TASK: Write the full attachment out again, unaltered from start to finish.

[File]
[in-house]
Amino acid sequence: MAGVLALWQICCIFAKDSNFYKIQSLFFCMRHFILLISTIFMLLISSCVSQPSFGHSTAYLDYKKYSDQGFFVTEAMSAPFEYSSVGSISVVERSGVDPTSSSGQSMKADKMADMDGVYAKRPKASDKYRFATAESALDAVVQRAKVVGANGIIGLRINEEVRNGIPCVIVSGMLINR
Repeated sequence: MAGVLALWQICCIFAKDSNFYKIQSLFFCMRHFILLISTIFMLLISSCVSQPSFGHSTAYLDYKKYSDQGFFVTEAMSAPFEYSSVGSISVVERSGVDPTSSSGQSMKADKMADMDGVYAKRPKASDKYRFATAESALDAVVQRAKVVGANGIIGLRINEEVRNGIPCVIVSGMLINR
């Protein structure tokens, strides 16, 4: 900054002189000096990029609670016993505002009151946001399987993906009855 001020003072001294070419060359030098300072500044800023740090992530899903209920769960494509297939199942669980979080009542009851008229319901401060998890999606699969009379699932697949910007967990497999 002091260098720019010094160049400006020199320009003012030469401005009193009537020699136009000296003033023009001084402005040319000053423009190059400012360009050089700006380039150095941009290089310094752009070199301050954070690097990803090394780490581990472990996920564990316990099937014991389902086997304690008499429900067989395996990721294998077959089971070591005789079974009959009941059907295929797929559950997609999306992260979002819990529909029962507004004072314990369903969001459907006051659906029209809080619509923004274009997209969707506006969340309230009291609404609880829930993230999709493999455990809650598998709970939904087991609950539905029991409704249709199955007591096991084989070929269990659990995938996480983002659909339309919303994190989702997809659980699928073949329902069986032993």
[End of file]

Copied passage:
[in-house]
Amino acid sequence: MAGVLALWQICCIFAKDSNFYKIQSLFFCMRHFILLISTIFMLLISSCVSQPSFGHSTAYLDYKKYSDQGFFVTEAMSAPFEYSSVGSISVVERSGVDPTSSSGQSMKADKMADMDGVYAKRPKASDKYRFATAESALDAVVQRAKVVGANGIIGLRINEEVRNGIPCVIVSGMLINR
Repeated sequence: MAGVLALWQICCIFAKDSNFYKIQSLFFCMRHFILLISTIFMLLISSCVSQPSFGHSTAYLDYKKYSDQGFFVTEAMSAPFEYSSVGSISVVERSGVDPTSSSGQSMKADKMADMDGVYAKRPKASDKYRFATAESALDAVVQRAKVVGANGIIGLRINEEVRNGIPCVIVSGMLINR
């Protein structure tokens, strides 16, 4: 900054002189000096990029609670016993505002009151946001399987993906009855 001020003072001294070419060359030098300072500044800023740090992530899903209920769960494509297939199942669980979080009542009851008229319901401060998890999606699969009379699932697949910007967990497999 002091260098720019010094160049400006020199320009003012030469401005009193009537020699136009000296003033023009001084402005040319000053423009190059400012360009050089700006380039150095941009290089310094752009070199301050954070690097990803090394780490581990472990996920564990316990099937014991389902086997304690008499429900067989395996990721294998077959089971070591005789079974009959009941059907295929797929559950997609999306992260979002819990529909029962507004004072314990369903969001459907006051659906029209809080619509923004274009997209969707506006969340309230009291609404609880829930993230999709493999455990809650598998709970939904087991609950539905029991409704249709199955007591096991084989070929269990659990995938996480983002659909339309919303994190989702997809659980699928073949329902069986032993």